9. Are there any branch differences specific to civilian PT's?
No clue.

10. Just a general what is it like to be a civilian PT for the military?
Not a great answer for this either.


As for your other question, I was a bit surprised by the GS level. One PT I know is a GS-11. He retired as an O-4 (military PT) and then went to a civilian side and is an 11. I've heard GS-12 is common and it's nearly impossible to move higher than that as a PT. I have no way to verify that besides a few convos with people.

I would love to hear from anyone else on this post! I hope to go active duty, but I would also love to get a civilian job as a GS. One important tidbit that I learned from some contacts at the Federal APTA section is that they highly prefer to hire someone with an OCS and significant experience in ortho. That's a bit of a bummer for a soon to be new grad, but I'm trying to do what I can.

Good point on #1. All of the "soldiering" stuff that goes along with being a military PT can definitely put on a lot on your plate. Mandatory physical fitness, weapons qual, mandatory training like SHARP and IA, etc. not to mention other military schools that you have to attend for career progression. I'm not sure yet whether that is a pro or a con. That stuff means time away from taking care of patients, but on the other hand it could be a nice break.
 
  • Like
Reactions: 1 user

Azimuthal

Full Member
10+ Year Member
Joined
Jan 29, 2012
Messages
1,526
Reaction score
734
I won't repeat all the information provided, they're really good. A plus of being military PT is all the benefits of additional training (per availability and billeting), such as supply chain, leadership, medical administration, research, etc. Perks of being an O or a GS, is that you're also eligible to attend programs that can benefit your long term career within the armed forces or civilian. Example: eligibility to attend the Naval Post Graduate School in Monterey, CA. Check out their program offerings. <3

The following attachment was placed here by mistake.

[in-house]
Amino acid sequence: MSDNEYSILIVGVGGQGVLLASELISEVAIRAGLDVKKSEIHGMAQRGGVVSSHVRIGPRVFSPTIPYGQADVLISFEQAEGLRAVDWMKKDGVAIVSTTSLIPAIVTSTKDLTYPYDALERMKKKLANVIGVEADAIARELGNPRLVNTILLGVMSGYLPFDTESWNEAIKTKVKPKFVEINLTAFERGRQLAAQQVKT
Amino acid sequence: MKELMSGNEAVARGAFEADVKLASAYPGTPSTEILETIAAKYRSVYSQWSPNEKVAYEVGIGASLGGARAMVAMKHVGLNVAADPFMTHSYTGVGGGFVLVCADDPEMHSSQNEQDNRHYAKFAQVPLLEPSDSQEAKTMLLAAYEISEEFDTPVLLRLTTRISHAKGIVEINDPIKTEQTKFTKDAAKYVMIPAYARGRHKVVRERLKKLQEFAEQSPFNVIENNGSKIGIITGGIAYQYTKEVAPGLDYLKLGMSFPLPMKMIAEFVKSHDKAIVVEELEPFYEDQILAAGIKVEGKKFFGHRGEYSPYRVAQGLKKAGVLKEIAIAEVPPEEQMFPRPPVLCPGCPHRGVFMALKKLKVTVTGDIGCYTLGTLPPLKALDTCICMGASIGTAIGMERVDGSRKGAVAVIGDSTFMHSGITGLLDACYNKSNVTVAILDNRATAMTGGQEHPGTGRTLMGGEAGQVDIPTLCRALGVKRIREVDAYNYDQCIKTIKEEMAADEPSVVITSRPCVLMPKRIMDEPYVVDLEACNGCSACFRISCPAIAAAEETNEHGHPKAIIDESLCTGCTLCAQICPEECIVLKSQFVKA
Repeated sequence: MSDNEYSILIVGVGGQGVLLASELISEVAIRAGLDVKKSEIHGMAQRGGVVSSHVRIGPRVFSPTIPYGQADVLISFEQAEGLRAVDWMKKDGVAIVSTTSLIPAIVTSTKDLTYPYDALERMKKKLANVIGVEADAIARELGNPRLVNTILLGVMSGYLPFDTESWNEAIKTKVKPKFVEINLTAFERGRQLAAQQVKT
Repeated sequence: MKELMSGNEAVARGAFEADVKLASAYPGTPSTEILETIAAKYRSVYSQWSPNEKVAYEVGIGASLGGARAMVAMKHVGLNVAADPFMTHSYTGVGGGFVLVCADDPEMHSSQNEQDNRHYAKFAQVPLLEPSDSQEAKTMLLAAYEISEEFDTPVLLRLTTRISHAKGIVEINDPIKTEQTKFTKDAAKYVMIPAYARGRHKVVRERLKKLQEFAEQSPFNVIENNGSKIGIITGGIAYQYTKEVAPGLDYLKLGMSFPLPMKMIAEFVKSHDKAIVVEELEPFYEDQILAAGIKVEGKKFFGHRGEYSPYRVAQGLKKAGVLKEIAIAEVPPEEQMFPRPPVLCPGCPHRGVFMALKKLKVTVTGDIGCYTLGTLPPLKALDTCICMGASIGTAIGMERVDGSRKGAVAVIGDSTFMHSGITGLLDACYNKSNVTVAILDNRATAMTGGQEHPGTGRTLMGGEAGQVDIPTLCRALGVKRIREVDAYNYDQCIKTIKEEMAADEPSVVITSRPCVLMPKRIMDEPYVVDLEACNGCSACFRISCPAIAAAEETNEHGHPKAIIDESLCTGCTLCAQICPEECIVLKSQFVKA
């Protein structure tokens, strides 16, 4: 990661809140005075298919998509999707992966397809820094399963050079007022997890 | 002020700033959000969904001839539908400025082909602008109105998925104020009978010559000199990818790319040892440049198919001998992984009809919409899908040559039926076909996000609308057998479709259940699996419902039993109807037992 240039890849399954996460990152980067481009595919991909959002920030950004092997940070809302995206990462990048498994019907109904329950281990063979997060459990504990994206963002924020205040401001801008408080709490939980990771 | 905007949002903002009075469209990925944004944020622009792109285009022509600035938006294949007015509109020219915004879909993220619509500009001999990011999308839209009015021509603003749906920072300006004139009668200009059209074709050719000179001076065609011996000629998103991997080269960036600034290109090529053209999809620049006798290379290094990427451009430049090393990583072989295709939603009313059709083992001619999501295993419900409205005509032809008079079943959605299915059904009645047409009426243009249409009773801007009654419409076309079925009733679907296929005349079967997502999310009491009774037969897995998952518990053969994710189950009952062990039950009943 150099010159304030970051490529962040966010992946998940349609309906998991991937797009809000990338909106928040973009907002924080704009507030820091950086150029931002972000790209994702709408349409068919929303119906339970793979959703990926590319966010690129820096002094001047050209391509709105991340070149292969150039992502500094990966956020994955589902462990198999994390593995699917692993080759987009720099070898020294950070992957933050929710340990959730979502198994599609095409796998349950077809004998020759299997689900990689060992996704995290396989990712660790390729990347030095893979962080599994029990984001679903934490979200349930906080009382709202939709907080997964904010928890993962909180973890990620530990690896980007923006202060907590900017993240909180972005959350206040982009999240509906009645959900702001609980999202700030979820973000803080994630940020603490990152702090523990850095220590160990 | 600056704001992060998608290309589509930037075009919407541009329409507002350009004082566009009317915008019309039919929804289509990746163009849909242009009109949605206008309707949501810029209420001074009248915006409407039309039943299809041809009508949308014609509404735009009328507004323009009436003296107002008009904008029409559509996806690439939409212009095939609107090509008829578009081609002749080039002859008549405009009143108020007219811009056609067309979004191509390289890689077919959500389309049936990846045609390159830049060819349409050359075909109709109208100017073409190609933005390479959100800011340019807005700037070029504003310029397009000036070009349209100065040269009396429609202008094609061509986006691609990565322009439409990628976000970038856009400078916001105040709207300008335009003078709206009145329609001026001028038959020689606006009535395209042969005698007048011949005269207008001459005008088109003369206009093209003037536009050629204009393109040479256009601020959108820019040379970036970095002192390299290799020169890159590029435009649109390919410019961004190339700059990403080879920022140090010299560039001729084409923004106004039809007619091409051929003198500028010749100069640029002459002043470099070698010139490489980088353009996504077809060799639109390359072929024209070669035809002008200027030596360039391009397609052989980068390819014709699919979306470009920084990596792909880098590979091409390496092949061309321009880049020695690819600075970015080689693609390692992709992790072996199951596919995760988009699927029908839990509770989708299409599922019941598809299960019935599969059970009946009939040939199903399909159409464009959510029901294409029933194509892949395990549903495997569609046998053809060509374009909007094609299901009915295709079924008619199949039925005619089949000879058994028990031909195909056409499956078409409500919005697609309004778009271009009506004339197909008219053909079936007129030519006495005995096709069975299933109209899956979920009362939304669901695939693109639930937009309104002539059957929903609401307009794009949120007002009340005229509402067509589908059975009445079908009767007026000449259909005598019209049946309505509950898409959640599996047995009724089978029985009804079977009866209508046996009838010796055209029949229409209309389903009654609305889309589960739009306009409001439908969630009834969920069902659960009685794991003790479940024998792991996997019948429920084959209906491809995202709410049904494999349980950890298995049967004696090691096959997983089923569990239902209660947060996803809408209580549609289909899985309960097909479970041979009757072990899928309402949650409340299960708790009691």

• Like
Reactions: 1 user

scrawnyguy

Full Member
7+ Year Member
Joined
Sep 5, 2012
Messages
597
Reaction score
253
I won't repeat all the information provided, they're really good. A plus of being military PT is all the benefits of additional training (per availability and billeting), such as supply chain, leadership, medical administration, research, etc. Perks of being an O or a GS, is that you're also eligible to attend programs that can benefit your long term career within the armed forces or civilian. Example: eligibility to attend the Naval Post Graduate School in Monterey, CA. Check out their program offerings. <3

Another great point. This is one of the big reasons I chose the military route. If you work your cards right you can definitely leave the with some awesome training and credentials. That was something I didn't capitalize on when I was enlisted. This time around I'm not going to make that mistake.
 
  • Like
Reactions: 1 user

89bogues

Full Member
7+ Year Member
Joined
Jan 11, 2014
Messages
56
Reaction score
69
Just wanted to say thanks to everyone for your replies! You all definitely clarified a few things, and have given me a better perspective on being a civilian PT in the military. I hope to observe at, and then maybe set up a clinical rotation with the local AFB to get an even better look in the future.
 
Last edited:

TheEarDoc

Audiologist
10+ Year Member
Joined
Dec 28, 2010
Messages
815
Reaction score
250
GS 12 is probably the highest you will ever be in the civilian sector as a DPT unless you become a chief of a rehab department which would get you a bump to GS13 level.
Audiology is in the same boat. I can work in the VA 20+ years and unless I take a chief gig I am never leave the GS12 level.
 

Future65B

New Member
Joined
Apr 4, 2018
Messages
1
Reaction score
0
I know this is an older thread but I thought I would take the opportunity to find people that may have some helpful insight. I have applied to Air Force and Army as a Physical therapist this past year. I received a non selected from the Air Force and am currently on OML for the Army. I am just curious as to the chances of getting a slot as a new grad, I have been practicing for almost a year. Being part of the military has been a dream of mine for as long as I can remember but it seems like the process now, at 26 as a physical therapist, is harder than when I was fresh out of high school or college. I can think of no better way to use my talents than for the men and women that fight for us and our freedoms. I know this is true even more so as one of the cons indicated in this thread for military training actually makes me excited. So back to my question, is there anything in particular that the selection board is looking for? What type of leadership experience would be best for me to gain for my application if I am not selected off the OML list this year? Any other suggestions would be appreciated as well.
 
Top